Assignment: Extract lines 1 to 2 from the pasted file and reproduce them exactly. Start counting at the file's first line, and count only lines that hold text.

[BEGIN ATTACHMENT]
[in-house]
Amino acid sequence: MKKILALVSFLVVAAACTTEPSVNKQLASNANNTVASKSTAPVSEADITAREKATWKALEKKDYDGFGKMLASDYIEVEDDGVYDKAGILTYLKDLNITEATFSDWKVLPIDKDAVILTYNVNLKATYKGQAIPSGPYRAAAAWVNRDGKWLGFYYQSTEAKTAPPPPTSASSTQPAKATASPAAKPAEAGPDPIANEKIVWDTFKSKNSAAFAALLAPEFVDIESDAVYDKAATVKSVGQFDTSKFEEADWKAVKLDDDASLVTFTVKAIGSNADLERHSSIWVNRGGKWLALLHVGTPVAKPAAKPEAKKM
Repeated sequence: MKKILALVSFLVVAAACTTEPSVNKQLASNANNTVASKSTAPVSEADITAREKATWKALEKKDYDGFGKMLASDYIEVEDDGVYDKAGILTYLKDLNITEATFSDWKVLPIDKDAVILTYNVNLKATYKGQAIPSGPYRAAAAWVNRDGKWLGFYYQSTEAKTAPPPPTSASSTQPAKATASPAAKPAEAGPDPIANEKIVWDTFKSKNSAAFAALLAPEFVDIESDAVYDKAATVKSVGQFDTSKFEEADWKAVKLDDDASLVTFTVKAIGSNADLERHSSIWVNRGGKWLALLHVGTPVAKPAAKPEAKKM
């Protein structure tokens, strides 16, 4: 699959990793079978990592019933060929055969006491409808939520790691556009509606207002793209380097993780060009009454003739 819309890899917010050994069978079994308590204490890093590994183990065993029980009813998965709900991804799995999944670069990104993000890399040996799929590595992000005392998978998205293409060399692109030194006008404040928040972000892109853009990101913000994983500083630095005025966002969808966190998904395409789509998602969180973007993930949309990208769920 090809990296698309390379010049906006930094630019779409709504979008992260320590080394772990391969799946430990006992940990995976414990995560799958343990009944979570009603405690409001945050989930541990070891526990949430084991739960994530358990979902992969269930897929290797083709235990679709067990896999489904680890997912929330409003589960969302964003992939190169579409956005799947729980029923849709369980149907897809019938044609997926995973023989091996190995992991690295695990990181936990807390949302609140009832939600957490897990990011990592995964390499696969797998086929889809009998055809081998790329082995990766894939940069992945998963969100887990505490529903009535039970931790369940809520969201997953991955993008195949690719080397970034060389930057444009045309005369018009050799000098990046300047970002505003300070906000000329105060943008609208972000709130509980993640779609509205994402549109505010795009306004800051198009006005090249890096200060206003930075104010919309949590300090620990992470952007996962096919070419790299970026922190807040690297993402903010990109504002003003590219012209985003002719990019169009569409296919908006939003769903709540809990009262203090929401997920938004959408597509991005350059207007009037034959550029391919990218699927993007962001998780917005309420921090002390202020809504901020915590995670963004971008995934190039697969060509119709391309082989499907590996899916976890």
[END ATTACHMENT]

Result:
[in-house]
Amino acid sequence: MKKILALVSFLVVAAACTTEPSVNKQLASNANNTVASKSTAPVSEADITAREKATWKALEKKDYDGFGKMLASDYIEVEDDGVYDKAGILTYLKDLNITEATFSDWKVLPIDKDAVILTYNVNLKATYKGQAIPSGPYRAAAAWVNRDGKWLGFYYQSTEAKTAPPPPTSASSTQPAKATASPAAKPAEAGPDPIANEKIVWDTFKSKNSAAFAALLAPEFVDIESDAVYDKAATVKSVGQFDTSKFEEADWKAVKLDDDASLVTFTVKAIGSNADLERHSSIWVNRGGKWLALLHVGTPVAKPAAKPEAKKM